From the Archives 2014

From the archives 2014

Bob Hale, YPS Hon Archivist

One hundred years ago: 1914

In spite of the War, the past year has been one of strenuous work and marked progress in the history of the Society.

So began the Annual Report of Council for 1914. By the time it was presented to YPS members on 8th Feb 1915, Christmas had come and gone, and the war that had begun the previous August showed no signs of ending. Nevertheless, Council was pleased. In the museum, through the efforts of a newly formed General Purposes Committee, the Library had been completely overhauled: “Every book has been taken out and dusted”; an accumulation of specimens in the basement had been “carefully sorted out and, where found to be of interest, allocated to their proper positions”; and all the rooms had been whitewashed and lit by electric light. In the gardens, the paths had been re-asphalted, and the Botanical Garden had been restocked: “Further work would have been done but our second gardener … was called away, first by ill-health, and then by military duty on the outbreak of war.” The Bowling Green “has been improved and a heavy roller purchased, and in consequence play has been enjoyed by our members all through the past summer to an extent never before realized.”

Earlier, in April 1914, when three of the old shops backing on to the Abbey walls in Bootham, numbers 26, 28 and 30, were about to be pulled down and replaced by new ones, Council had felt:

The opportunity ought not to be lost of exposing to view a further part of the picturesque old wall, which originally encircled the extensive precincts of the great Abbey of St Mary’s, and dated back to the thirteenth century. Encouraged by the memory of the success of a similar effort in 1895, which resulted in opening out to view St Mary’s angle tower and a small portion of the Abbey wall near[er] to Bootham Bar [by the White Horse inn], your Council decided again to appeal through the local press for funds to purchase the three cottages.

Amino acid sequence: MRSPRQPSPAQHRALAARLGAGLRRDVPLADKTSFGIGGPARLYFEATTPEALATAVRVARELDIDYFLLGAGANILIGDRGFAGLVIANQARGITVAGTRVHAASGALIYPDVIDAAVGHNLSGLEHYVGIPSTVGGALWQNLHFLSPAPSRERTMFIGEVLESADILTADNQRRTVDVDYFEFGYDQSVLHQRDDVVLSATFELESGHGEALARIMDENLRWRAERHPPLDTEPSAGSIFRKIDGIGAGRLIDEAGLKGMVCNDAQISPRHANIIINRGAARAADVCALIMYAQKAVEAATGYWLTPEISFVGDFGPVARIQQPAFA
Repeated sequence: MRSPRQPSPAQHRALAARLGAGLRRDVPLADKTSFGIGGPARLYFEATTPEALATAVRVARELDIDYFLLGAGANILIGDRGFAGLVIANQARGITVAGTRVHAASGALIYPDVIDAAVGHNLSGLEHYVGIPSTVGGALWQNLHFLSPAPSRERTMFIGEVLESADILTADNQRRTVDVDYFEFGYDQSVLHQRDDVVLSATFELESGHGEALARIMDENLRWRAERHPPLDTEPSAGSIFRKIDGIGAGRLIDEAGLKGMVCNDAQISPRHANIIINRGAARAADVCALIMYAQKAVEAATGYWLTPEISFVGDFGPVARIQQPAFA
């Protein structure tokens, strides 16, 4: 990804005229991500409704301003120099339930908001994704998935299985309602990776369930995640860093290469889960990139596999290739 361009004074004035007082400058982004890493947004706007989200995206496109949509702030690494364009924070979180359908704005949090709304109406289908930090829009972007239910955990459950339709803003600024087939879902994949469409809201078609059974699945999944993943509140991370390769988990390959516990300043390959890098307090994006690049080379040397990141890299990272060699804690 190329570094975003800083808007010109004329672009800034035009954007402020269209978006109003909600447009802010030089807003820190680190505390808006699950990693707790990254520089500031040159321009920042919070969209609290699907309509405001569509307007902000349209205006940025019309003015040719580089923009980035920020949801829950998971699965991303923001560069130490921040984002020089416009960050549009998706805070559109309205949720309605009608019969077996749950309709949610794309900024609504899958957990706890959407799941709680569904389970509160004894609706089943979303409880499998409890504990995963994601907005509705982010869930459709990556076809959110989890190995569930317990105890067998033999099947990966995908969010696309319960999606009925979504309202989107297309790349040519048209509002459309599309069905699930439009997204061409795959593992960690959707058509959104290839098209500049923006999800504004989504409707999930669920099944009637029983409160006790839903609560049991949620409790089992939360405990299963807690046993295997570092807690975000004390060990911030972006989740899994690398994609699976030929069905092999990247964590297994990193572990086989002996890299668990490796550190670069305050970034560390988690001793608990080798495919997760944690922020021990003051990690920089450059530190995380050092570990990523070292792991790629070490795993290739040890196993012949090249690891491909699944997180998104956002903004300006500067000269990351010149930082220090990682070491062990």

Money was swiftly raised, and the site was bought from its owners and vested in the Corporation, which had contributed £400 towards the purchase price £900.

This section of the Abbey wall includes an interesting circular tower, which will not again be hidden.

Hostilities later in the year impinged only marginally. The new experiment of the Keeper, Mr Oxley Grabham, to conduct a series of tours round the Museum and gardens, was badly timed.

A different subject being arranged for each day of the week, these commenced on the 4th of August and continued until the 28th. The party was limited to 15, and the first tour was attended by that number, but the declaration of war [on the 4th!] caused a serious diminution in the subsequent attendances.

Of greater impact was this:

On the outbreak of the war your Council received an intimation that the gardens might be required both for men and horses … and it was unanimously decided that such parts of the gardens as were needed be placed at the disposal of the military authorities. It has not been found necessary to billet troops in the grounds, but considerable use has been made of the terrace and other parts of the gardens for drill instruction, and the Museum has been thrown open, free of charge, to soldiers in uniform on Sundays, and guides have been provided. This privilege has been enjoyed and appreciated by large numbers, no less than 762 availing themselves of the opportunity during the six Sundays [up to the year’s end], or an average of 127.

Those who lived on the East coast were at far greater risk.

On December 2nd, an enquiry was received from the Scarborough Museum as to whether we would take charge of some of their principal exhibits, in view of a possible bombardment of Scarborough. The Secretary replied that we should be pleased to do so … but they were not sent prior to the historic bombardment on the 16th December, and fortunately the Scarborough Museum was not struck. Since that date the exhibits have been forwarded to us for safe custody.

Eighteen people lost their lives in Scarborough that day, with two more deaths in Whitby and as many as 130 in Hartlepool.  Several hundred more were injured in the shelling. York would not suffer a direct attack by the enemy until Zeppelins flew over the city in 1916, but like other towns and cities it was taking in its share of casualties from the Front. As part of the war effort, Miss Judith W Gostling of 54 Bootham wrote to the Yorkshire Evening Press on 14th November as follows:

Will you kindly allow me, through your paper, to appeal on behalf of the wounded soldiers in the York County Hospital? I have arranged lately to have some of these men taken for motor drives in the afternoon, and find these drives have been so much appreciated that I intend if possible to continue them. I feel that there must be many people with whom I am not personally acquainted who no doubt would be willing to lend their cars occasionally. If they would write to me stating the number of seats in their car, giving their address or telephone number, I should be extremely grateful. The cars would be required between the hours of 2pm and 4pm.

Miss Gostling was the daughter of J H Gostling, physician and surgeon, who was a YPS member and former partner of the late Dr Tempest Anderson in Stonegate. She was just 18 years old. Let us hope those other YPS members who had motor cars duly responded.